Jim Hodges: Give More Than You Take

Jim Hodges' superb 25-year career retrospective, Give More Than You Take, opened last month at the Dallas Museum of Art. It remains on view there until January 12, when it will travel to the Walker Art Center in Minneapolis, the Institute of Contemporary Art in Boston and the UCLA Hammer Museum in Los Angeles. "Made up of more than 80 works, in an array of materials including a bell jar filled with handworked glass butterflies and plants and a wall-size curtain composed of stitched-together head scarves, his first comprehensive museum survey in the United States reveals his continued awareness of the fragility of life," according to Dorothy Spears of The New York Times, who cites Hodges fearlessness and sensitivity, as both a gay man coming out in the 1980s, and as an artist. "'On the bus of art history,' he said in a recent interview, 'I wanted to sit between Richard Tuttle and Yoko Ono.' He added that 'part of the process of identity, and becoming who we are, is in choosing those lineages.' Images below are reproduced from the absolutely stunning exhibition catalogue co-published by the Dallas Museum of Art and the Walker Art Center, forthcoming in late November.
continue to blog


FROM THE ARTBOOK BLOG

CORY REYNOLDS | DATE 12/3/2013

Best of 2013: Jim Hodges: Give More Than You Take

Best of 2013: Jim Hodges: Give More Than You Take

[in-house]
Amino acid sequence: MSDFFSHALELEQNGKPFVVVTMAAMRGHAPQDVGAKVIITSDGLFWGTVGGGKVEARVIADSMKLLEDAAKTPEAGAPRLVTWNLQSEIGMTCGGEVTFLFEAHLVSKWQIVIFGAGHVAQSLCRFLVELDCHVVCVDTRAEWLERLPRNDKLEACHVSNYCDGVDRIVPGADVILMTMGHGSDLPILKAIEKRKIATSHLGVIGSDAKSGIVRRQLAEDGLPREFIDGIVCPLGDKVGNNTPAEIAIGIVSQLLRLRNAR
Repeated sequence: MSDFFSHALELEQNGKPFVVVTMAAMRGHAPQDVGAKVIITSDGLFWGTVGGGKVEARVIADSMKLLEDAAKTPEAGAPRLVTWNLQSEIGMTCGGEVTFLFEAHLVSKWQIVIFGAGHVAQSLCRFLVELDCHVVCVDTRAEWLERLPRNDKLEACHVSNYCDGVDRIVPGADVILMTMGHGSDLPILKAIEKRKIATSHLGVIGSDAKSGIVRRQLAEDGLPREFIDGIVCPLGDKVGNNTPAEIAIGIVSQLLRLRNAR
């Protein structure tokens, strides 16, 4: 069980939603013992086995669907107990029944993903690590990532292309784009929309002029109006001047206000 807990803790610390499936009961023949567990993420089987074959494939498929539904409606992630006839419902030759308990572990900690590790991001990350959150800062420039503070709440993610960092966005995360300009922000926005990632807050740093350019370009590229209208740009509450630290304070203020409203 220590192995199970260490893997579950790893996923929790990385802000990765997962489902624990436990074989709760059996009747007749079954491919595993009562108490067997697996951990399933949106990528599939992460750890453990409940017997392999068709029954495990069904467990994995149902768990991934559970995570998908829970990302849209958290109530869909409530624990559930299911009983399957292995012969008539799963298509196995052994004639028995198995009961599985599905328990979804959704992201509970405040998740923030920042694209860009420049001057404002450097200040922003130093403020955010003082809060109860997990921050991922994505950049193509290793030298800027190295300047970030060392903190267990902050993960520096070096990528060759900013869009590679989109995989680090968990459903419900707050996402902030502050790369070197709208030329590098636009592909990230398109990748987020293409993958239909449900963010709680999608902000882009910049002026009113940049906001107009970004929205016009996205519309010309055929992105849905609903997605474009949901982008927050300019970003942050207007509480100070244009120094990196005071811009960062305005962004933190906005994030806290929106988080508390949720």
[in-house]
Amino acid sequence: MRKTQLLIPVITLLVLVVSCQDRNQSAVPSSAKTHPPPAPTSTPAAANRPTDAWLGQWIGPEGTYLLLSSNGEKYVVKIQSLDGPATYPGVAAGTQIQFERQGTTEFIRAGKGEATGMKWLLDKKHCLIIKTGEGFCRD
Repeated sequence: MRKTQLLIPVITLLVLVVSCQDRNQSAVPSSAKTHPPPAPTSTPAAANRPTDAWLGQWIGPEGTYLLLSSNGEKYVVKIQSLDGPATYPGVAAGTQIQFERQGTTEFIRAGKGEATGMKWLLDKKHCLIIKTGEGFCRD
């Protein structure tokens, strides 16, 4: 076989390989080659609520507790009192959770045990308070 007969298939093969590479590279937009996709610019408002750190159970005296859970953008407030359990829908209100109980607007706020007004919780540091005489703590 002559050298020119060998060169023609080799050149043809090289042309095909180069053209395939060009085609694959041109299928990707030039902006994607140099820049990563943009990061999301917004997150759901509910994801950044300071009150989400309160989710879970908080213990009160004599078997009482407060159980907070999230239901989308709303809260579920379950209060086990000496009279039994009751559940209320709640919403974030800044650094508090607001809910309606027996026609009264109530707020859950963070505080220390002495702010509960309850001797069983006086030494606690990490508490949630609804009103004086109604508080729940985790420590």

Featured image—of Jim Hodges' poetic 2011 installation, "Untitled," at Gladstone Gallery, New York—is reproduced from Give More Than You Take, the catalog to Hodges' current traveling retrospective, published by the Dallas Museum of Art and the Walker Art Center. One of our top Holiday Gift Books of 2013, it is also a featured title at our booth at Art Basel Miami. Essayist Bill Arning describes the piece: "Hanging from the ceiling, a disco ball slowly spun, reflecting dots of stellar light that circled the room. It caused something akin to the delirium of that dance-party effect whereby one loses the sense of who or what is spinning—you, fellow dancers, or the room—but in the most languid manner. Though disco balls are most often associated with good times and festive occasions, here the pace of the spinning was lugubriously slow, almost glacial, and the silence moved viewers’ thoughts toward the infinite, as "Gate" had done so many years before… Over the course of an hour, the mirrored ball descended into a pond of black water chiseled out roughly in the floor. As the globe sank below the surface— slowly, like a moon sinking below the horizon—the lights on the wall, one by one, fluttered and disappeared… For me, each light soon came to represent one of my college-era crew: Larry, Stevie, Rob, James, Klaus. All long dead, most of them never made it out of their twenties. I have in my photo box an image in which the faces of six young men, cocktails in hand, smile out with the manic grins of uncontainable excitement of starting our adult lives, discovering sex, love, art, and careers. And, as a gay man in my fifties, I am far from unusual in knowing that I am the only one of those six men left alive. Then the last light vanished … the quiet descended, the ball was submerged. Again, as from the very beginning with Hodges, the work offered a simple idea, a beautiful realization, and an open invitation for viewers to interpret it through the lens of their own life experiences, as I just did. I looked around the room where many other folks sat on the floor and realized that my list of names was just one possible list to be recited that day, and that in addition to losses tied to AIDS, other losses—to cancer, accidents, drugs—were also present in the room. Just as the blanket of melancholia threatened to fall upon us, the ball began to spin again, emerging from the water.…" continue to blog